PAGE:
Sunday, February 14, 2010
The Wolfman Surprisingly Very Good
The Wolfman (2010)
Running time: 102 minutes (1 hour, 42 minutes)
MPAA – R for bloody horror violence and gore
DIRECTOR: Joe Johnston
WRITERS: Andrew Kevin Walker and David Self (based upon the 1941 screenplay by Curt Siodmak)
PRODUCERS: Sean Daniel, Benicio Del Toro, Scott Stuber, Rick Yorn
CINEMATOGRAHER: Shelly Johnson
EDITOR: Walter Murch, Dennis Virkler, and Mark Goldblatt (no screen credit)
COMPOSER: Danny Elfman
SPECIAL MAKEUP EFFECTS: Rick Baker
Starring: Benicio Del Toro, Emily Blunt, Anthony Hopkins, Hugo Weaving, Art Malik, Nicholas Day, Michael Cronin, David Sterne, David Schofield, and Roger Frost
Universal Pictures’ new film, The Wolfman, the remake of the studio’s classic, The Wolf Man (1941), was originally supposed to debut in February 2009. The film also missed a November 2009 release date, and missed release dates sometimes means that a movie is probably mediocre, at best, or a disaster, at worst.
The Wolfman was worth the wait. This is one of those movies that puts the big bad monster back in the monster movie genre, and the audience is the better for it. Personally, I want to see The Wolfman again. It starts off slow, but when the monster shows up, The Wolfman proves to be all killer.
As in the 1941 film, The Wolfman focuses on Lawrence Talbot (Benicio Del Toro). Talbot is a haunted nobleman who mostly plies his trade as an actor in the United States. A letter from his brother’s fiancée, Gwen Conliffe (Emily Blunt), lures Lawrence back to his family estate in the sleepy hamlet of Blackmoor. Ben Talbot has vanished, but by the time Lawrence arrives at the family home, Blackmoor Estate, Ben’s corpse, ravaged and torn, has been found.
Lawrence is reunited with his estranged father, Sir John Talbert (Anthony Hopkins), an odd fellow who lives in the dark and musty family home with his assistant, Singh (Art Malik). Lawrence is determined to discover the mystery behind his brother, Ben’s gruesome death. Lawrence learns that a beast with brute strength and an insatiable bloodlust has been killing villagers, but his search for that creature will only lead to a horrifying destiny for himself.
The Wolfman is one of those movies where the argument can be made that none of the primary filmmakers and no one of among the main cast delivers their best work. However, all of them deliver the kind of high quality work and performances for which they’ve gained their good or, in some cases, superb reputations. For instance, Anthony Hopkins won an Oscar for playing legendary villain, Dr. Hannibal Lecter, in The Silence of the Lambs, and, while Sir John Talbot may not be Lecter, Hopkins plays Sir John with enough of Lecter’s menacing glee that people will want to see this new performance. Del Toro won an Oscar for the film Traffic, and he plays Lawrence Talbot with the same tremendous pathos and brooding passion that earned him his Academy Award. Even Danny Elfman presents a lovely gothic score that sets the right tone for The Wolfman.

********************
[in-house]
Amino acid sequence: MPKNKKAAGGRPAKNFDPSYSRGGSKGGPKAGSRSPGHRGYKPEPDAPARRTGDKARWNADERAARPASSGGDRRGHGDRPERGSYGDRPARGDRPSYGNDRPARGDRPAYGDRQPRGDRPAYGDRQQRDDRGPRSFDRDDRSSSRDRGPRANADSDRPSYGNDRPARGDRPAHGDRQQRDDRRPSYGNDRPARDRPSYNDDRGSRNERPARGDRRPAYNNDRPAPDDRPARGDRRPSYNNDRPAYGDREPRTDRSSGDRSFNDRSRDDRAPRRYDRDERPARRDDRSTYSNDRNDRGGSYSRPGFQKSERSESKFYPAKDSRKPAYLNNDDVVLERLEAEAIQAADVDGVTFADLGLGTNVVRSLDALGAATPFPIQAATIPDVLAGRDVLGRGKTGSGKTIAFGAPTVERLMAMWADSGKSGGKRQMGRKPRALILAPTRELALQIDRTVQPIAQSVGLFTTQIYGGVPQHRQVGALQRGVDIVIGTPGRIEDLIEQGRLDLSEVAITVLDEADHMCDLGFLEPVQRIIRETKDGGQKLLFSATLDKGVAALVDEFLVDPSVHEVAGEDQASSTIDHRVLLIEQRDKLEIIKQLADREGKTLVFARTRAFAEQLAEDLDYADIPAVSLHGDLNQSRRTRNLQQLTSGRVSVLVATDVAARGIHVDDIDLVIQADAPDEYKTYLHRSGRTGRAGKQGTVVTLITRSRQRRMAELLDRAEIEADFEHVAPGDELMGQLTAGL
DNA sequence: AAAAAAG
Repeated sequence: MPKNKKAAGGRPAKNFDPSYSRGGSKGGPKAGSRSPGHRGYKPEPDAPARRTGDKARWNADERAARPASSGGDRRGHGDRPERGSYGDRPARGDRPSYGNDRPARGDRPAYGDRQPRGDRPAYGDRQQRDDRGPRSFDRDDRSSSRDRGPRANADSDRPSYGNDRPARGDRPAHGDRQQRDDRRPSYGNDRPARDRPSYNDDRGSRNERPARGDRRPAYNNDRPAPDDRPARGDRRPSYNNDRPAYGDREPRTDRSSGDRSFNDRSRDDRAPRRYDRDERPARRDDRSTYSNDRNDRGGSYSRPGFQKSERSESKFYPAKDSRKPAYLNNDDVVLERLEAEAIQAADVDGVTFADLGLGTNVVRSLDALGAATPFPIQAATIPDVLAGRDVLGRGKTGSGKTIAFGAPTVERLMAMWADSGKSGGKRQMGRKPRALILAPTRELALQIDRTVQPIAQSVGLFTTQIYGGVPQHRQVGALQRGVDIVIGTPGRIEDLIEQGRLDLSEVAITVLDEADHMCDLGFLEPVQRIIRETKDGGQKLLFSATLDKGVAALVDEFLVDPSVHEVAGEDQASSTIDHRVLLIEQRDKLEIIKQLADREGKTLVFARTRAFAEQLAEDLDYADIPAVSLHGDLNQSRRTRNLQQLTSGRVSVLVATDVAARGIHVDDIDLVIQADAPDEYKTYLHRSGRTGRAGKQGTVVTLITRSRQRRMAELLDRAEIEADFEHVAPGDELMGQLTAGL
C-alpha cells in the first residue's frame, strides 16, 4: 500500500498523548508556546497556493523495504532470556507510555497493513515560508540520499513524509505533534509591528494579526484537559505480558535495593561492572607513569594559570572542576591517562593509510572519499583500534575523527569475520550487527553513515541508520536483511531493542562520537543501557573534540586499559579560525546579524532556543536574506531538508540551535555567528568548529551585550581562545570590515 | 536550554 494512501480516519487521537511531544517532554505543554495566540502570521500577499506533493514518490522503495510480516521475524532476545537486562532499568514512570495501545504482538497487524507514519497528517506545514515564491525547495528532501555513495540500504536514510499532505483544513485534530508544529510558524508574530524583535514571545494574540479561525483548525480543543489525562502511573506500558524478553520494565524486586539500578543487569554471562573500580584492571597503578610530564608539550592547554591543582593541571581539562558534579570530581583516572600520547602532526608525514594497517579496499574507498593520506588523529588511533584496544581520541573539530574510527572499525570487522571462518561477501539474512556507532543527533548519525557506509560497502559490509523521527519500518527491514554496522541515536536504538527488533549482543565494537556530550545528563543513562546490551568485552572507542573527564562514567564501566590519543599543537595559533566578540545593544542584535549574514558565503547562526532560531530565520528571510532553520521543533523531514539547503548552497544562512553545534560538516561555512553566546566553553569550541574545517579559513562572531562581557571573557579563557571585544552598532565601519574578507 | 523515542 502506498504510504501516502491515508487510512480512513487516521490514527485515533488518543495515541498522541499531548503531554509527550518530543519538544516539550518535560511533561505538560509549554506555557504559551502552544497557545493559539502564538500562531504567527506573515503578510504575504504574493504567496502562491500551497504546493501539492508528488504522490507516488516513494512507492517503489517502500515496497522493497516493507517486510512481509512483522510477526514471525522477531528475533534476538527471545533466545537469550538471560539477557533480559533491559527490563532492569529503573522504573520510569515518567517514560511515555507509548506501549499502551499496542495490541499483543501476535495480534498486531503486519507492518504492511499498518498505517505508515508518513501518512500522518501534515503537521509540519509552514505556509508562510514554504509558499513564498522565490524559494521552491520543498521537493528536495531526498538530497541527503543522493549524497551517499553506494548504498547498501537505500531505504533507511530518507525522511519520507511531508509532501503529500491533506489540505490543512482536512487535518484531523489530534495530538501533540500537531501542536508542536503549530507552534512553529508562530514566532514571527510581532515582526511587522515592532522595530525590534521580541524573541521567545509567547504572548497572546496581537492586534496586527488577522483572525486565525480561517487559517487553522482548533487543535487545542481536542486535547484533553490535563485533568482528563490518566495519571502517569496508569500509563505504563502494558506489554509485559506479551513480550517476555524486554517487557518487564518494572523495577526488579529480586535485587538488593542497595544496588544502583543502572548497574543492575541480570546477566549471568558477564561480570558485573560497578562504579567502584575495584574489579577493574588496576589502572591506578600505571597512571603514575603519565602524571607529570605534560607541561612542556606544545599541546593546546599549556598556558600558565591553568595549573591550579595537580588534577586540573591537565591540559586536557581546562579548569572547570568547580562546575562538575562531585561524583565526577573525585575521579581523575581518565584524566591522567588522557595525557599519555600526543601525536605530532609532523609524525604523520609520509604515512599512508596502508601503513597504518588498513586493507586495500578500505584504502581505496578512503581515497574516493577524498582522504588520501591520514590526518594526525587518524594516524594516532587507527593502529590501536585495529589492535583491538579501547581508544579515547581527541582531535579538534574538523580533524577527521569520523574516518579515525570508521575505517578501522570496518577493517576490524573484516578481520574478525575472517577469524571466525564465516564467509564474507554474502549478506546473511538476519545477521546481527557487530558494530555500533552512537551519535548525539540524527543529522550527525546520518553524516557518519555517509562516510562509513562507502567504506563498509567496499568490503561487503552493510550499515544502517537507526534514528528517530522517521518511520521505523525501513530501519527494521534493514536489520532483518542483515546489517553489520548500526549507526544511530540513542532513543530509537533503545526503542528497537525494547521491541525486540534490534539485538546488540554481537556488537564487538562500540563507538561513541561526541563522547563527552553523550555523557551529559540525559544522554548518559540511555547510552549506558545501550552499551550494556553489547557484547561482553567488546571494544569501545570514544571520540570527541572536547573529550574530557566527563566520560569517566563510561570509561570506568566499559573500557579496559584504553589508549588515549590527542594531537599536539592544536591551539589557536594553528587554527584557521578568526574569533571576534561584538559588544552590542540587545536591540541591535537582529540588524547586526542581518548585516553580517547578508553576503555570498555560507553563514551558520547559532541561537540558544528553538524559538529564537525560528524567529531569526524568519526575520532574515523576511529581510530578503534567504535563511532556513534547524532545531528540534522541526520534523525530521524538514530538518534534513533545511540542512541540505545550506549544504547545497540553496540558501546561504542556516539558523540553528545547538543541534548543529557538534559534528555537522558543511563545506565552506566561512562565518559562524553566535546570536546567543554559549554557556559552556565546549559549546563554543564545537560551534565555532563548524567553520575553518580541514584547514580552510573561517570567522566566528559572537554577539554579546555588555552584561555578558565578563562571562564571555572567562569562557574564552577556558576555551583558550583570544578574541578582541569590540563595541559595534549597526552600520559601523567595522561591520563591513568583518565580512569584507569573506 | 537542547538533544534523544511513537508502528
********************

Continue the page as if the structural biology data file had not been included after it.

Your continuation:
The underrated and under-utilized Joe Johnston (Jurassic Park III) directs The Wolfman with shifting styles and tones that give the storytelling depth. Johnston weds this film to the 1941 original with class, and he adds visual touches that are similar to the movies of Italian director Mario Bava, which give the violence and gore here a touch of moody elegance. Johnston makes full use of the advances in cinematic science and technology to create a Hollywood blockbuster that offers special effects magic, but still looks, feels, and moves like an intimate horror flick. In spite of the visual splendor of CGI, Johnston makes sure that it feels real and that a viewer will believe that he is alone in a theatre with a terrifying monster.
Of course, six-time Oscar-winning special effects artist/god/maestro, Rick Baker, is also very important to this film. Are his design and makeup talents that transform Benicio Del Toro into the fearsome title character Baker’s best work? Sometimes, it seems as if each film for which Baker does makeup is his best work. The first good look you get at the monster’s face will probably tell you that The Wolfman is going to be a good film no matter what year in which you see it.
7 of 10
Sunday, February 14, 2010